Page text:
Two trade groups are challenging a recent Securities and Exchange Commission rule-making in court, alleging the commission exceeded its authority in rescinding two amendments to its rules concerning proxy-voting advice adopted under the previous administration that increased restrictions on proxy advisory firms.
The National Association of Manufacturers and the Natural Gas Services Group filed a lawsuit Thursday in U.S. District Court in San Antonio against the SEC.
The commission on July 13 approved final rule rescinding amendments adopted in 2020 that allow companies that are the subject of voting advice to be able to access that advice prior to or at the same time as the advice is disseminated to clients, and another requiring proxy advisory firms to provide clients with access to any response the company provides on voting advice before those clients vote.
The final actions go into effect Sept. 18.
The SEC’s July 13 move was “procedurally defective and arbitrary and capricious, and therefore must be set aside under the Administrative Procedure Act,” the trade group’s lawsuit stated.
“The agency has come to a completely opposite outcome to that reached only two years ago, and it has done so on the basis of the exact same factual record that drove the SEC to adopt the 2020 rule in the first place,” the lawsuit continued. “The SEC does not — no doubt because it cannot — offer any compelling justification for why the exact same factual record requires a different result this time around.”
SEC Chairman Gary Gensler said in a July 13 statement that the final amendments address “issues concerning the timeliness and independence of proxy voting advice, which would help to protect investors and facilitate shareholder democracy. It is critical that investors who are the clients of these proxy advisory firms are able to receive independent and timely advice.”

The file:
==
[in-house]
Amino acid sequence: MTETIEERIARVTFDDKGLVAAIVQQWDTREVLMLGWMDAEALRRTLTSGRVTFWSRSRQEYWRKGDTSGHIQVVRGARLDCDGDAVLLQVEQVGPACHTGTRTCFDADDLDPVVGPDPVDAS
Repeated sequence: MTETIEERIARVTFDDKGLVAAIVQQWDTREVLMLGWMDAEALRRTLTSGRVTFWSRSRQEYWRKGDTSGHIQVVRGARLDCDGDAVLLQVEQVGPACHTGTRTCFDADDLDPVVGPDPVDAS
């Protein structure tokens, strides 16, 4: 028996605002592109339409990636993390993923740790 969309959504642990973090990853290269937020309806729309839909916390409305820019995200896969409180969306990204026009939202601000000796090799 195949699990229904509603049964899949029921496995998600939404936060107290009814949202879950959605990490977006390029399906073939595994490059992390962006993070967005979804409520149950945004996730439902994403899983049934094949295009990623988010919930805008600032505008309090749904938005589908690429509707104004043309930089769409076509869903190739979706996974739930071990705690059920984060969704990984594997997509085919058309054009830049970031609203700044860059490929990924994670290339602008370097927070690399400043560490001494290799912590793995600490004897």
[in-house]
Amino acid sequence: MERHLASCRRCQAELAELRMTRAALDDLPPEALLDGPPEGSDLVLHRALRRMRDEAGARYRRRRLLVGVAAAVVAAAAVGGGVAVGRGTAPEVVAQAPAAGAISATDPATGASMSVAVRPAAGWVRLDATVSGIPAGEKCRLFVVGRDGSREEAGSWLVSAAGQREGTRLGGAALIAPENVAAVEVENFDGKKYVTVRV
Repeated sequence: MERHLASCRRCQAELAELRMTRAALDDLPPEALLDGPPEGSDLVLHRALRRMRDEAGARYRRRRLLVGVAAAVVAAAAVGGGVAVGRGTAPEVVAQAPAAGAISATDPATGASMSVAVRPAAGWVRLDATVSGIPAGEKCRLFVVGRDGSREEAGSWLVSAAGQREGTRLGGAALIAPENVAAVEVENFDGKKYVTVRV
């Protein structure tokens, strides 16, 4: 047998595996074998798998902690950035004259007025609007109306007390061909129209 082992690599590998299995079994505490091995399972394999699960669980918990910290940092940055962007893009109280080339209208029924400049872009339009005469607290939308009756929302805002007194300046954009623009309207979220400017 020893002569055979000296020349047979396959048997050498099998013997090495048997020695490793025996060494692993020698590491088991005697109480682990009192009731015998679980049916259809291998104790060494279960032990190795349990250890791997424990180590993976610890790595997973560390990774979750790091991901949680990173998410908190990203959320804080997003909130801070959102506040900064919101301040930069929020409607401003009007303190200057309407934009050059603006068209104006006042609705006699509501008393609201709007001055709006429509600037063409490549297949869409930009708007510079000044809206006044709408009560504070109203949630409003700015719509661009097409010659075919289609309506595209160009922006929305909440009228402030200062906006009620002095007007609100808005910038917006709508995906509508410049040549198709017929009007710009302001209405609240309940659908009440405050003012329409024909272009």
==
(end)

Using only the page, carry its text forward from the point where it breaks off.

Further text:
The SEC did not immediately respond to a request for comment Friday.
Institutional Shareholder Services, one of the two major proxy advisory firms, welcomed the July 13 move but is moving forward with a lawsuit of its own against the SEC over the 2020 rule-making, which also classified proxy advice as a solicitation.
Designating proxy advice as a solicitation exceeds the SEC’s “statutory authority, is contrary to law, and is arbitrary and capricious,” ISS said in a statement earlier this month.
The Council of Institutional Investors supports ISS in the case and filed a joint amicus brief in October 2020 in the U.S. District Court for the District of Columbia.
“Classifying proxy advice as solicitation potentially subjects proxy advisory firms to burdensome filing rules and challenges their independence and free speech rights in conducting the financial analysis that informs their proxy voting advice,” the council said in a July statement.
Oral arguments in the ISS case are slated to begin July 29 in U.S. District Court.